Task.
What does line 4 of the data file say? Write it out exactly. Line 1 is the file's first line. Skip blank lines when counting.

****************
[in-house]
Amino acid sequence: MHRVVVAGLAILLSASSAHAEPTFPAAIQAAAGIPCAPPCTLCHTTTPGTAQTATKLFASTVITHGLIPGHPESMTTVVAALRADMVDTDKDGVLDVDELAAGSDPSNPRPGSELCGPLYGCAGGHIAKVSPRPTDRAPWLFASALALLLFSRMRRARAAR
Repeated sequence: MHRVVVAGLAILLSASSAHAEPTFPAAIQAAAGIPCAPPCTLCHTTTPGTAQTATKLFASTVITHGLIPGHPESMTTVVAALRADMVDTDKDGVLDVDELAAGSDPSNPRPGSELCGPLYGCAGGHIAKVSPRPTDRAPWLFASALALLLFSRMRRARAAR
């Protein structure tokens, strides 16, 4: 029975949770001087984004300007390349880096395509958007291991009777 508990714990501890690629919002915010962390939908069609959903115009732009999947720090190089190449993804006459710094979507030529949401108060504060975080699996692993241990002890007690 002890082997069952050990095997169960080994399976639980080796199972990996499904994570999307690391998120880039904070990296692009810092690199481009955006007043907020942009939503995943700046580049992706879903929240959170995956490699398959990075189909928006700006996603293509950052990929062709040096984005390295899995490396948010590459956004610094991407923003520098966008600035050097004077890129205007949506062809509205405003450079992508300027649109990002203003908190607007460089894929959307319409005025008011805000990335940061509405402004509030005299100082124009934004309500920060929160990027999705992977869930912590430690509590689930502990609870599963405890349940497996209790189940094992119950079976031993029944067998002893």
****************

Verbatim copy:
């Protein structure tokens, strides 16, 4: 029975949770001087984004300007390349880096395509958007291991009777 508990714990501890690629919002915010962390939908069609959903115009732009999947720090190089190449993804006459710094979507030529949401108060504060975080699996692993241990002890007690 002890082997069952050990095997169960080994399976639980080796199972990996499904994570999307690391998120880039904070990296692009810092690199481009955006007043907020942009939503995943700046580049992706879903929240959170995956490699398959990075189909928006700006996603293509950052990929062709040096984005390295899995490396948010590459956004610094991407923003520098966008600035050097004077890129205007949506062809509205405003450079992508300027649109990002203003908190607007460089894929959307319409005025008011805000990335940061509405402004509030005299100082124009934004309500920060929160990027999705992977869930912590430690509590689930502990609870599963405890349940497996209790189940094992119950079976031993029944067998002893």